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Sailing Away: Exiled Convicts
In search of convict ancestors who were shipped overseas.
Sometimes criminals and debtors weren’t simply sent to prison—they were shipped to another continent. Britain began exiling convicts to the Americas, including Virginia and Maryland, in the 1700s. James Oglethorpe advocated the establishment of a colony, which in 1732 became Georgia, as an alternative to the teeming debtors’ prisons of England. Though promoted as a destination for the “worthy poor,” Georgia was never exclusively a penal colony.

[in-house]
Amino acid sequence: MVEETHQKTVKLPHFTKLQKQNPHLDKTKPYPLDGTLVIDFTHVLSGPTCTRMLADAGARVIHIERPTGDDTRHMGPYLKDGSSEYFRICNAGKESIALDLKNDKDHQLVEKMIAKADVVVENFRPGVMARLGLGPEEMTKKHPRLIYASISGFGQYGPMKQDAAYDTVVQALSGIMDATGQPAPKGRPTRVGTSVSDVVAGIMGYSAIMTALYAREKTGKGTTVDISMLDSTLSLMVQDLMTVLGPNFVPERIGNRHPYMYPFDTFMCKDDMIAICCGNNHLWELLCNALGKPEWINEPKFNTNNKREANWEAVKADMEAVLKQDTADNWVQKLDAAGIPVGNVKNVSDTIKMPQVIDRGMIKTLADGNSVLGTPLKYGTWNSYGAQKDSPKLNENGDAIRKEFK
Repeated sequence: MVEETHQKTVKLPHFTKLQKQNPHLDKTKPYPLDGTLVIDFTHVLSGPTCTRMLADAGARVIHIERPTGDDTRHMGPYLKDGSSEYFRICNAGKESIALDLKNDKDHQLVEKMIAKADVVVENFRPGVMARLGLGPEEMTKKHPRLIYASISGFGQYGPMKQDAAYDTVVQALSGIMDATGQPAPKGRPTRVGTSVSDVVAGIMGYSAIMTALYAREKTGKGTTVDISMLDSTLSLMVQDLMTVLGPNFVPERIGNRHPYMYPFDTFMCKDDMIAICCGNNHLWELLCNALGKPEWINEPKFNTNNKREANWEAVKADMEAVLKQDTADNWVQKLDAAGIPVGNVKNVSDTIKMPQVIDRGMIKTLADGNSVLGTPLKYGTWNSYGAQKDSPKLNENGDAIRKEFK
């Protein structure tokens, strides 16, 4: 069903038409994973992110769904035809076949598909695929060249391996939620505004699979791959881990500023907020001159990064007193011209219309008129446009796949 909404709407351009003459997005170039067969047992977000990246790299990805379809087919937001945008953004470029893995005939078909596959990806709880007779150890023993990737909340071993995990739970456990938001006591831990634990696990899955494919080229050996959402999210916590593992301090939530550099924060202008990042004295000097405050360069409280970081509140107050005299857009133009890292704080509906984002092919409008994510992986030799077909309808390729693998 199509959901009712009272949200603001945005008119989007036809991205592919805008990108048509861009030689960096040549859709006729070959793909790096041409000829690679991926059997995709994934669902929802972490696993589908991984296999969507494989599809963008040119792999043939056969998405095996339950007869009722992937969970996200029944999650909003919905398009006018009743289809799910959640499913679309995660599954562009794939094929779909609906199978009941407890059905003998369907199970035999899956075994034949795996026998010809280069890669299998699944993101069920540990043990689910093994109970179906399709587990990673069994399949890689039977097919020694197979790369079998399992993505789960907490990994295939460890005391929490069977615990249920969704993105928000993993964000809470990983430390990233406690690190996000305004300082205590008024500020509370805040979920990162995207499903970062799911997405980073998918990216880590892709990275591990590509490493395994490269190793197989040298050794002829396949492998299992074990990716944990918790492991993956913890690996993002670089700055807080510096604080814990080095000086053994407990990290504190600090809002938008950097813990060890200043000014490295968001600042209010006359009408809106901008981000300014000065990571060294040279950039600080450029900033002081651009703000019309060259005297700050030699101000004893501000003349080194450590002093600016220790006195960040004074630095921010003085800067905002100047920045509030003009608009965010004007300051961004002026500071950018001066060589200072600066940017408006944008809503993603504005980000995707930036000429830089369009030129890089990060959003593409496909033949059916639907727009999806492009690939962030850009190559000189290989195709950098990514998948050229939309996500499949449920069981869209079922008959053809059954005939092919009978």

Historian Peter Wilson Coldham puts the total number of convicts conveyed from the British Isles to America at almost 50,000, which would represent as much as one-quarter of all 18th-century British emigration. France also shipped some of its convicts abroad to its territory in Louisiana.
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